In these attacks over the last two years, we can see the legacy of two strategists that have had huge influence over ISIS’s use of terrorism in Europe. Abu Bakr Naji argued in The Management of Savagery that even though al-Qaeda was militarily weaker than America and the West, it should promote disproportionate fear by utilising particularly brutal and gruesome terrorist and asymmetric warfare tactics. Naji believed Western societies lacked the strength and the resolve to endure the long war. Instead, he argued that jihadists should continually escalate the depravity and savagery of their actions, destroying Western powers’ will to resist. This would allow them to re-establish control over territory, creating safe havens and bases for future terror attacks, by forcing the withdrawal of Western powers from the Middle East because the cost was too high. We can see his legacy in the regions that faced ISIS’s barbaric campaigns of terror and brutality in the Middle East, and in the actions of terrorists in Europe like those in Paris at the Bataclan, who tortured their hostages and executed wheelchair bound concert attendees.
The other strategist who has had a significant impact on ISIS’s terrorism in Europe is Abu Musab al-Suri. He argued that the American response to 9/11 was overwhelming, had been severely underestimated, and that Al-Qaeda would never be able to regain the freedom that the Taliban had provided. He felt vindicated by the response to 9/11, a response he had always feared. The global jihadist movement had to embrace this new reality, and adapt their terror tactics accordingly. Al-Suri had began advocating a more decentralised approach in the early 90s. He argued that formal hierarchies and structured organisation did not suit the jihadist cause. He was advocating this in the context of militant groups being rounded up in Egypt, Libya and Algeria, as a result of their members congregating in large hierarchical organisations.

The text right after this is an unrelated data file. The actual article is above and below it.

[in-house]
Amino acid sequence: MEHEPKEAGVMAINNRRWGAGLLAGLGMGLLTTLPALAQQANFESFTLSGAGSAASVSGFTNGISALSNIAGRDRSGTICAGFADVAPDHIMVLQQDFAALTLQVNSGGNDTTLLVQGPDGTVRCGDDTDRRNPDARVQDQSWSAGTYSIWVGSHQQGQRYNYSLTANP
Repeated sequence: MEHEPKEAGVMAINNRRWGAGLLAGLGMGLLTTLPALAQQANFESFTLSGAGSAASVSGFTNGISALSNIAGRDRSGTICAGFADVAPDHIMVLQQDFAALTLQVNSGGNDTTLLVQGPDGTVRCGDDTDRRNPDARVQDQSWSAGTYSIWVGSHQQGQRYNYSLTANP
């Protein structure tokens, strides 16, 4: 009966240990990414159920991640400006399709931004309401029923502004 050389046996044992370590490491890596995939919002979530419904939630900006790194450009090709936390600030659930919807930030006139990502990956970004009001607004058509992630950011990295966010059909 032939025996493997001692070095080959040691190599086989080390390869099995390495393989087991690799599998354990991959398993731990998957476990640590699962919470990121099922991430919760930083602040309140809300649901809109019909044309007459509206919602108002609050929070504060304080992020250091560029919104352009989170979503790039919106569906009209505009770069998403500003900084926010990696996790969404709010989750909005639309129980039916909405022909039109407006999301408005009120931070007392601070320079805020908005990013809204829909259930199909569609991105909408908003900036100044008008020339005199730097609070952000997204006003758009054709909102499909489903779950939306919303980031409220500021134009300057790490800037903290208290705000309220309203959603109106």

The most important influence on al-Suri was Hafez al-Assad’s brutal repression to the Syrian Muslim Brotherhood’s uprising in the 1970’s and 80’s, which impressed upon him the need for smaller decentralised cells which could wage a form of low-intensity asymmetric insurgency warfare, chewing away at the resolve and the will to resist of the local populations. After 9/11, al-Suri’s thoughts came together into a coherent theory, articulated in his 2004 book The Global Islamic Resistance Call. As al-Suri wrote, “The jihad of individual or cell terrorism, using the methods of urban or rural guerrilla warfare, is fundamental for exhausting the enemy and causing him to collapse and withdraw.” He found the justification for these indiscriminate attacks on civilians in the Quranic verse 8:60, which states that “And prepare against them whatever you are able of power and of steeds of war by which you may terrify the enemy of Allah and your enemy and others besides them.” He used this verse in his interpretation to argue that “terrorism is a religious duty, and assassination is a Prophetic tradition”.
This is the “army of one” doctrine. The idea is as simple as it is fiendishly clever and horrifyingly effective. Individuals are empowered to carry out deadly and destructive attacks without an overriding command-and-control hierarchy, giving rise to what Marc Sageman dubs “leaderless networks.” Having no overarching hierarchy makes this form of terrorism much more difficult to counteract and prevent. The reality is this: the origins of Europe’s current Islamist terrorist threat were born in Afghanistan’s mountains more than ten years ago. ISIS, with its utopian, apocalyptic message and ideology that is based on an extreme medievalist interpretation of Islam, is drawing on a rich tradition of jihadi strategy and using it to brutal effect.
In the wake of another terror attack, will we now wake up to the threat and its origins? Or will we allow these attacks to continue, and allow the publics of Europe to continue to bleed and die in the streets?